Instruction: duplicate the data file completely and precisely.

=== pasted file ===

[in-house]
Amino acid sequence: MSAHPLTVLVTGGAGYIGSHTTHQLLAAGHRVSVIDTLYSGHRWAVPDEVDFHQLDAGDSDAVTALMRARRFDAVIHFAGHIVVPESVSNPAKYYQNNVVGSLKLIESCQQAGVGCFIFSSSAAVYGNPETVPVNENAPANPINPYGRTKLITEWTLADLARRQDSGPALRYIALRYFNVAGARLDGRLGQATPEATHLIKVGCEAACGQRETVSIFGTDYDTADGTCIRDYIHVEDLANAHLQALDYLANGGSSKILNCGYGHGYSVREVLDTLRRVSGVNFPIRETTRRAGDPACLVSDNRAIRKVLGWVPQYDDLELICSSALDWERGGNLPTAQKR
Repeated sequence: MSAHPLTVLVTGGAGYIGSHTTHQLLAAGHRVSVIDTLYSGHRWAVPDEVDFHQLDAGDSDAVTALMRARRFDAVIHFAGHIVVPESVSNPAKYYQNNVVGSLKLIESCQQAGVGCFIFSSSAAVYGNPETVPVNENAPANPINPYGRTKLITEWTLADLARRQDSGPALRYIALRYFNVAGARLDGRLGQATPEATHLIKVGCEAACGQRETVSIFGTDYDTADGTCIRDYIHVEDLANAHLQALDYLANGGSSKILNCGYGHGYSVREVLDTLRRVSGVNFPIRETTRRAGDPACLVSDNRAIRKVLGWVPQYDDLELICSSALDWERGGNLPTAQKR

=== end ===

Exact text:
[in-house]
Amino acid sequence: MSAHPLTVLVTGGAGYIGSHTTHQLLAAGHRVSVIDTLYSGHRWAVPDEVDFHQLDAGDSDAVTALMRARRFDAVIHFAGHIVVPESVSNPAKYYQNNVVGSLKLIESCQQAGVGCFIFSSSAAVYGNPETVPVNENAPANPINPYGRTKLITEWTLADLARRQDSGPALRYIALRYFNVAGARLDGRLGQATPEATHLIKVGCEAACGQRETVSIFGTDYDTADGTCIRDYIHVEDLANAHLQALDYLANGGSSKILNCGYGHGYSVREVLDTLRRVSGVNFPIRETTRRAGDPACLVSDNRAIRKVLGWVPQYDDLELICSSALDWERGGNLPTAQKR
Repeated sequence: MSAHPLTVLVTGGAGYIGSHTTHQLLAAGHRVSVIDTLYSGHRWAVPDEVDFHQLDAGDSDAVTALMRARRFDAVIHFAGHIVVPESVSNPAKYYQNNVVGSLKLIESCQQAGVGCFIFSSSAAVYGNPETVPVNENAPANPINPYGRTKLITEWTLADLARRQDSGPALRYIALRYFNVAGARLDGRLGQATPEATHLIKVGCEAACGQRETVSIFGTDYDTADGTCIRDYIHVEDLANAHLQALDYLANGGSSKILNCGYGHGYSVREVLDTLRRVSGVNFPIRETTRRAGDPACLVSDNRAIRKVLGWVPQYDDLELICSSALDWERGGNLPTAQKR